That the liberals, who so often have been rightly anxious about the protection of rights and liberties, should define those rights and liberties as the gifts of a generous and parental government is absurd. The protests over the overturning of Roe vs. Wade and the specter of fear which dominates the seeming tenuous right over homosexual weddings seem to miss the point.
The conservative program on this issue, promoting as it does a constitutional apportionment of rights according to sexual category, an implicit violation of the 15th and 19th Amendments, is more darkly absurd. The theory that accreditation of the sexual practices of individuals is a function proper to a “small” and noninterfering government is comic as well as absurd. Interested and affected parties regarding sexual practices cannot be non-interfering, almost by definition. In other words, the surrounding community has moral input into the practice itself.
That homosexuals have been denied the right to wed, supposing for the moment that such a right can exist, surely violates the 14th Amendment, which forbids the state to “deprive any person of life, liberty, or property, without due process of law; [or] to deny to any person within its jurisdiction the equal protection of the laws.” There is no need for homosexuals to be granted a right to wed that is at all different from the right of heterosexuals to do so. There is no good reason for the government to treat homosexuals as a special category of persons.
In opposition to homosexual wedlock, Christians of a certain disposition categorize homosexuals as a different kind from themselves, who are in the category of heterosexuals and therefore normal and therefore good. They are convinced that the Bible looks upon homosexual acts as sinful or perverse. But it is not clear to me why perversion should have been specifically assigned to homosexuality. The Bible has a lot more to say against fornication and adultery than against homosexuality. If one accepts Psalms 24 and 104 as scriptural norms, then surface mining and other forms of earth destruction clearly are perversions. If we take the Gospels seriously, how can we not see industrial warfare and its unavoidable massacre of innocents as a most shocking perversion? By the standard of all scripture, neglect of the poor, widows and orphans, the sick, the homeless, and the insane is an abominable perversion. Jesus taught that hating your neighbor is tantamount to hating God, and yet some Christians hate their neighbors as a matter of policy and are busy hunting biblical justifications for doing so. Are they not perverts in the fullest and fairest sense of that term? And yet none of these offenses, not all of them together, has made as much political-religious noise as homosexual wedlock.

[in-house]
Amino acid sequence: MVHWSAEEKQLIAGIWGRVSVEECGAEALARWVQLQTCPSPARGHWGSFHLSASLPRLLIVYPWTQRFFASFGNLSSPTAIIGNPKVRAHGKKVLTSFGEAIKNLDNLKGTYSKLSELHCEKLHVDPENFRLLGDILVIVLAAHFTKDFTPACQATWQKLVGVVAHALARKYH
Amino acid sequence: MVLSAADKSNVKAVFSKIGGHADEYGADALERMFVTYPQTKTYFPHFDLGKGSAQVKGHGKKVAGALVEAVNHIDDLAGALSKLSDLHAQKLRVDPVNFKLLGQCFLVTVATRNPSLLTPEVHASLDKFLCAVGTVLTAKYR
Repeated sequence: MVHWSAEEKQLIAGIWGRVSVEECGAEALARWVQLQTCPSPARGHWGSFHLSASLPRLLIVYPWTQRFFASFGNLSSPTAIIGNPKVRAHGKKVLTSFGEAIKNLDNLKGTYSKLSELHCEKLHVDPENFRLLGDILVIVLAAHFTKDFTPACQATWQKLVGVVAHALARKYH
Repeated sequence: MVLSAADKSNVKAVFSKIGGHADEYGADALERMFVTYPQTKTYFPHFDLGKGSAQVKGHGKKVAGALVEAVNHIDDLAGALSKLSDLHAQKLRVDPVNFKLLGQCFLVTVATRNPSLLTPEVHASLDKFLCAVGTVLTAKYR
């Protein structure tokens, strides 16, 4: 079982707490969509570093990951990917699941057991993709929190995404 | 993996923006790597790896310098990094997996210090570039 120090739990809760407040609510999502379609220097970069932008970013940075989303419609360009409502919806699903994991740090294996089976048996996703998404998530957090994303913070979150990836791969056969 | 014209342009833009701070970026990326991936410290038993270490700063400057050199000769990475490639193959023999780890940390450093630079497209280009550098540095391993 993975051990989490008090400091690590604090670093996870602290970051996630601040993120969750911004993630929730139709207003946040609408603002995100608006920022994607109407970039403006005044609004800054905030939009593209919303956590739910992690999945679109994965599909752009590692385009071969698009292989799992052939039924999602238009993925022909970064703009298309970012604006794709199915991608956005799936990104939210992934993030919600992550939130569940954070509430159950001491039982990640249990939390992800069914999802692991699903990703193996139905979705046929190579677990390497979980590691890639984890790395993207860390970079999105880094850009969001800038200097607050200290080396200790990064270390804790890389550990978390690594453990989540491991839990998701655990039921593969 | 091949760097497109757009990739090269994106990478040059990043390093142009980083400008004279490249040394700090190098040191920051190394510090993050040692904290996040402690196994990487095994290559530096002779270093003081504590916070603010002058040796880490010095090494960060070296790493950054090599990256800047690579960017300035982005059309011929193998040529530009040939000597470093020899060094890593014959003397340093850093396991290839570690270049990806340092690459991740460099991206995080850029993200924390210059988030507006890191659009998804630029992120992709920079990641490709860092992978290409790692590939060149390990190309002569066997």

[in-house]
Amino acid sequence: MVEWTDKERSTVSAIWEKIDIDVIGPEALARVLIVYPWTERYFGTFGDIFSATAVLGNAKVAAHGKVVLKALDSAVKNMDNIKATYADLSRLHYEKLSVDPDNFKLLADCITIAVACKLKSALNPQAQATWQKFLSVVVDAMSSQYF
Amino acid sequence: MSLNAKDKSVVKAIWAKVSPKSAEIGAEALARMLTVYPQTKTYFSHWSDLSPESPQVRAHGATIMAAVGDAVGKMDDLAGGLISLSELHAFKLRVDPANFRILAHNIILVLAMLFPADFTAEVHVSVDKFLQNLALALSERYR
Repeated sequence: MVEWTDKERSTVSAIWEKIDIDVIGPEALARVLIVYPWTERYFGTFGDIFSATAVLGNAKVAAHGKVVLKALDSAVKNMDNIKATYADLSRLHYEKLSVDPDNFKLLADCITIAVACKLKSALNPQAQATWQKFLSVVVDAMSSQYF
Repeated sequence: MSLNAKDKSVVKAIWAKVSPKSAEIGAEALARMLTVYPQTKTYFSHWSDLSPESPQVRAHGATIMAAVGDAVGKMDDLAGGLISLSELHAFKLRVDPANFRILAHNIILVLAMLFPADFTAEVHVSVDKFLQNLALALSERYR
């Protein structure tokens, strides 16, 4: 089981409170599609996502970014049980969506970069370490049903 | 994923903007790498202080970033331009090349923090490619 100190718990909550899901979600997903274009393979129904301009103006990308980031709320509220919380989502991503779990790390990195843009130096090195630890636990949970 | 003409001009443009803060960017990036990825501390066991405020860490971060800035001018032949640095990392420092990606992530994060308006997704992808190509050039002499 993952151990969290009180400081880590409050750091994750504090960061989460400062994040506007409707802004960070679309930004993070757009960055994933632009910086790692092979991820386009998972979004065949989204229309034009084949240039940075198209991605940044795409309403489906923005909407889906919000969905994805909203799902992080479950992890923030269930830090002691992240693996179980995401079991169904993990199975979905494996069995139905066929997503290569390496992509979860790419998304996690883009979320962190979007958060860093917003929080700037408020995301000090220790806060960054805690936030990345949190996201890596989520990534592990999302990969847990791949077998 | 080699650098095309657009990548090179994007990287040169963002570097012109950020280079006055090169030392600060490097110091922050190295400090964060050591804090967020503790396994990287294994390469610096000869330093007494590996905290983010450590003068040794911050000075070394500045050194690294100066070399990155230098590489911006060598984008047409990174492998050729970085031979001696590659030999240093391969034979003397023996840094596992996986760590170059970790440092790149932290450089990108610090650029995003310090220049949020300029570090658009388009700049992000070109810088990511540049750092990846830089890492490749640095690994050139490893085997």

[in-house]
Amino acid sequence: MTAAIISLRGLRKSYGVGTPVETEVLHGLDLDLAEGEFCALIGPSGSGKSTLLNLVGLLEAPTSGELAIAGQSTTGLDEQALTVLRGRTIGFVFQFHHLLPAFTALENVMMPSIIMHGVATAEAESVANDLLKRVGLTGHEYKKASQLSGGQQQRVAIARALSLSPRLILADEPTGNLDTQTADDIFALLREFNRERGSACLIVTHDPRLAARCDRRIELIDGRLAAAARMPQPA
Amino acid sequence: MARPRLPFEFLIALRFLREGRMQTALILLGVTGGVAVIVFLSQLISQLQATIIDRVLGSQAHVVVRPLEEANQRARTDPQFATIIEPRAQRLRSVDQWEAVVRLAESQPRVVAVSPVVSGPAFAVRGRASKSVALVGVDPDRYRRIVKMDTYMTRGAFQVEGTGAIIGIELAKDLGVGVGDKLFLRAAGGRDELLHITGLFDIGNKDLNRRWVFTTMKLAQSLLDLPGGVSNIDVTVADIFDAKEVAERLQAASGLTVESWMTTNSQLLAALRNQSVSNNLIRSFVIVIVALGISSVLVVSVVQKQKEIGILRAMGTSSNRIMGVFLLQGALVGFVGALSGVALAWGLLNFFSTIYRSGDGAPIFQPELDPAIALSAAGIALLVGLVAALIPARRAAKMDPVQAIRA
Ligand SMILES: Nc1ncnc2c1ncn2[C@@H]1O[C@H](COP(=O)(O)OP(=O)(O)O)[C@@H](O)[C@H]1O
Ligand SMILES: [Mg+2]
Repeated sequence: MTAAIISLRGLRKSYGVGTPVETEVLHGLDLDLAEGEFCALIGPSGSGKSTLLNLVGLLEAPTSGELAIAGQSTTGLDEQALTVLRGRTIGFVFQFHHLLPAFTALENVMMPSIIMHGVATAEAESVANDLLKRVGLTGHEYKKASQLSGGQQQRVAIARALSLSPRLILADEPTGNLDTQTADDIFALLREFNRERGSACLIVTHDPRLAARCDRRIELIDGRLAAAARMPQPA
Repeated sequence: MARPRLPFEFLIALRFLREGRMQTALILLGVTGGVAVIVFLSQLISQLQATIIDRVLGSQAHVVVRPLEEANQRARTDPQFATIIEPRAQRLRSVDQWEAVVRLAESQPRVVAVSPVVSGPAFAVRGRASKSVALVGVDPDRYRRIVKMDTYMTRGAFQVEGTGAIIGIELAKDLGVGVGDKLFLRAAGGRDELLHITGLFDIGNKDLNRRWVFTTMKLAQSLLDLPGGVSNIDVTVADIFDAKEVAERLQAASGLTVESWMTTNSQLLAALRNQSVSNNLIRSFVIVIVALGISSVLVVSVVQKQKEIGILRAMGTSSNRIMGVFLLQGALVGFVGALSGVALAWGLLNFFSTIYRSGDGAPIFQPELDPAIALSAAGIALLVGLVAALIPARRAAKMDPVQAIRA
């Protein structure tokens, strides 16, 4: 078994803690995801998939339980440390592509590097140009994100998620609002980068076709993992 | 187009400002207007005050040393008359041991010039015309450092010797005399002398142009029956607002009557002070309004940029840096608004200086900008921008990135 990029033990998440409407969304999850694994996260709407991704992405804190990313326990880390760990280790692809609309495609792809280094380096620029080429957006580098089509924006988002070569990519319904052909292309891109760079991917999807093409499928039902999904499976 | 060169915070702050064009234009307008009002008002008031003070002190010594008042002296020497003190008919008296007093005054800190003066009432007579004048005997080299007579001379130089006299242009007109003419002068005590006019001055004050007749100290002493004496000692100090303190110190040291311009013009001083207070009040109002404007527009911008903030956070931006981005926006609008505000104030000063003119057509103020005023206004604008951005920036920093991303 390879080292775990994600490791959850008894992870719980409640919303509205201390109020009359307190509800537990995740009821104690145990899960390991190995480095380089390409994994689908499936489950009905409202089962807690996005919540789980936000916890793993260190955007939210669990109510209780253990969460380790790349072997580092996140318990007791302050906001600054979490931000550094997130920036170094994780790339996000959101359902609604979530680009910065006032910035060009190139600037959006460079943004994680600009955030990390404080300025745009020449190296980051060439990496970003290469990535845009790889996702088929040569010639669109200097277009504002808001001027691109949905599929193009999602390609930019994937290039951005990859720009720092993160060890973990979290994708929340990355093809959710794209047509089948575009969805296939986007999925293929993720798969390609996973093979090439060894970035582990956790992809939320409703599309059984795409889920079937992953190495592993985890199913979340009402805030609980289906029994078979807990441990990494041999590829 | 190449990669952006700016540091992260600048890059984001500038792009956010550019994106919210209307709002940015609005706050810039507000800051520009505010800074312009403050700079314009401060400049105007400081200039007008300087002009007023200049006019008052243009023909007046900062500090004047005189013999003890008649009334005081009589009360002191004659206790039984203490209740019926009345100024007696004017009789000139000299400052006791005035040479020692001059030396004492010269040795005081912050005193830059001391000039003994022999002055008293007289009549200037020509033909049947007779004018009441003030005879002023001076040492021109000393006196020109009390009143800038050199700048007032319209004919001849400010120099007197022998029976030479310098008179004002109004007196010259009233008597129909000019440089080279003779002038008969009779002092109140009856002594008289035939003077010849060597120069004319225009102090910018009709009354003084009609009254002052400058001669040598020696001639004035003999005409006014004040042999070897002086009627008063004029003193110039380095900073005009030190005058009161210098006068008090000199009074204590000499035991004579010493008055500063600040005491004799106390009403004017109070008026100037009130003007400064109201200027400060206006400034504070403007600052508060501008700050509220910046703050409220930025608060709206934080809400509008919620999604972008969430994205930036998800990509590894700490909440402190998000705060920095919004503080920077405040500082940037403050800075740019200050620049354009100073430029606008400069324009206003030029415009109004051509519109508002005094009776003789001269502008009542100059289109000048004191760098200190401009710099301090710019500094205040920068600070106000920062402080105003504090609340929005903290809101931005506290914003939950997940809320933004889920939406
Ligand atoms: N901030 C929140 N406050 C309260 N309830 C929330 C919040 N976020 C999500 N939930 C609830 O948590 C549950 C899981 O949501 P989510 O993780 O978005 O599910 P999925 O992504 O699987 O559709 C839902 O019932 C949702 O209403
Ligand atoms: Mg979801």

Another way to categorize and isolate homosexuals from the general citizenry and the duties of citizenship is to define homosexuality as a disease having a cause that can be discovered and removed or cured by some sort of therapy. Instead, we will discover that, like all the rest of us, homosexuals are made what they are by their mothers, their fathers, their genes, their germs, their upbringing, and their education, by their friends and neighbors, their dwelling places, their time and its culture, by their economic and social status, their personal history, and by history itself.
Yet another such argument is that homosexuality is unnatural. If the nature in question is merely biological, that will prove too roomy and accommodating to be of much help. By the standard of that nature, even monogamy is unnatural, an artifact of some cultures. If it is argued that homosexual marriage cannot be reproductive, is therefore unnatural, and should be forbidden, must we not then argue that any childless marriage is unnatural and should be annulled?
Specifically human nature, by contrast, has always had a definition more complex and demanding than that of biological species membership. William Blake thought we are made human by being made in the image of God: “For mercy, pity, peace, and love / Is God our father dear; / And mercy, pity, peace, and love / Is man, his child and care” (Songs of Innocence, XX). Are homosexuals capable of mercy, pity, peace, and love? Some certainly are, as some heterosexuals certainly are. Reductive moral certainties, which always require hostility and are always potentially violent, isolate us from mercy, grace, peace, and love and leave us isolated and vengeful in our misery. That is why we have needed to think of grace, and of the spirit, as opposed to the letter, of the law. It is not the law that saves us; it is grace.